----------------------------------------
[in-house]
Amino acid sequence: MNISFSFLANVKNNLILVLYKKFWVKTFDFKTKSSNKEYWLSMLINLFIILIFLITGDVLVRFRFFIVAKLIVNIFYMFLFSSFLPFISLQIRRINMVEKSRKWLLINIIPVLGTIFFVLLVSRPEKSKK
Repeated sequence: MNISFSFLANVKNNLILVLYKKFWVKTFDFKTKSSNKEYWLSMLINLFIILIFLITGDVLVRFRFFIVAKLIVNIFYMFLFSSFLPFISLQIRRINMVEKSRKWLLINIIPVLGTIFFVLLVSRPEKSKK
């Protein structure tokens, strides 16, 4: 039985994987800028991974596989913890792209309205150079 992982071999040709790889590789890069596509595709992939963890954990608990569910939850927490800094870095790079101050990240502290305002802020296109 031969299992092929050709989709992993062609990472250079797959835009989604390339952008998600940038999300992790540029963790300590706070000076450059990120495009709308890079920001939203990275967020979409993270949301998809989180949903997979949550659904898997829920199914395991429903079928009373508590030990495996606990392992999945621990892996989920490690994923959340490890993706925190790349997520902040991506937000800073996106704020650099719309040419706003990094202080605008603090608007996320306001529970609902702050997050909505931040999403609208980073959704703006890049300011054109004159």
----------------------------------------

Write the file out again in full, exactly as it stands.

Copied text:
[in-house]
Amino acid sequence: MNISFSFLANVKNNLILVLYKKFWVKTFDFKTKSSNKEYWLSMLINLFIILIFLITGDVLVRFRFFIVAKLIVNIFYMFLFSSFLPFISLQIRRINMVEKSRKWLLINIIPVLGTIFFVLLVSRPEKSKK
Repeated sequence: MNISFSFLANVKNNLILVLYKKFWVKTFDFKTKSSNKEYWLSMLINLFIILIFLITGDVLVRFRFFIVAKLIVNIFYMFLFSSFLPFISLQIRRINMVEKSRKWLLINIIPVLGTIFFVLLVSRPEKSKK
């Protein structure tokens, strides 16, 4: 039985994987800028991974596989913890792209309205150079 992982071999040709790889590789890069596509595709992939963890954990608990569910939850927490800094870095790079101050990240502290305002802020296109 031969299992092929050709989709992993062609990472250079797959835009989604390339952008998600940038999300992790540029963790300590706070000076450059990120495009709308890079920001939203990275967020979409993270949301998809989180949903997979949550659904898997829920199914395991429903079928009373508590030990495996606990392992999945621990892996989920490690994923959340490890993706925190790349997520902040991506937000800073996106704020650099719309040419706003990094202080605008603090608007996320306001529970609902702050997050909505931040999403609208980073959704703006890049300011054109004159």